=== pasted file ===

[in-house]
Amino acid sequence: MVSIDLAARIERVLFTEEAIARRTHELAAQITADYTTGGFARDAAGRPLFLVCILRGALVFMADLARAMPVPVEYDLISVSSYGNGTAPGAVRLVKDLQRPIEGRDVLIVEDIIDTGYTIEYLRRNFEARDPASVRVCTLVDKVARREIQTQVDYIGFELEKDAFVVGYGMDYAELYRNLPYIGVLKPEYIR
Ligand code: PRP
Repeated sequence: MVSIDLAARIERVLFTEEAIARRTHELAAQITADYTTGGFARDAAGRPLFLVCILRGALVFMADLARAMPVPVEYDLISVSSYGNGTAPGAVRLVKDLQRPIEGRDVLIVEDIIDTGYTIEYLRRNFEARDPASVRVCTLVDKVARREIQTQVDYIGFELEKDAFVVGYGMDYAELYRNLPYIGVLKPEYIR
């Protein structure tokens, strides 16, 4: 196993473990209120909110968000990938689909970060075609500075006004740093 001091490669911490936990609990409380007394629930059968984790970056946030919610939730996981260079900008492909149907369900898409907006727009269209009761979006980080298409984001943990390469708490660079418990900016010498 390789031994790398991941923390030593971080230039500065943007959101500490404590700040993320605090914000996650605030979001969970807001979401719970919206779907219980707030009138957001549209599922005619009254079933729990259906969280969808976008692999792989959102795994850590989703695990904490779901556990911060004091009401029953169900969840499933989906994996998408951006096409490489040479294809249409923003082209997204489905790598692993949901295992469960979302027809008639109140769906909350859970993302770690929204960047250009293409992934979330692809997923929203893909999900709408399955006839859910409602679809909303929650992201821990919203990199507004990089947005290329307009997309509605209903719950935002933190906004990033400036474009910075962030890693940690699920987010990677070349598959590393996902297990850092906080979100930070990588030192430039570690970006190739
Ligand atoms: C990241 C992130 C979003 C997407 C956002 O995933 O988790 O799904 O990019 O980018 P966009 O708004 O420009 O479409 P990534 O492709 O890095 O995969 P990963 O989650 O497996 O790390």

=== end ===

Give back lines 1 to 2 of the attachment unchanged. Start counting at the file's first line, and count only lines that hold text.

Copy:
[in-house]
Amino acid sequence: MVSIDLAARIERVLFTEEAIARRTHELAAQITADYTTGGFARDAAGRPLFLVCILRGALVFMADLARAMPVPVEYDLISVSSYGNGTAPGAVRLVKDLQRPIEGRDVLIVEDIIDTGYTIEYLRRNFEARDPASVRVCTLVDKVARREIQTQVDYIGFELEKDAFVVGYGMDYAELYRNLPYIGVLKPEYIR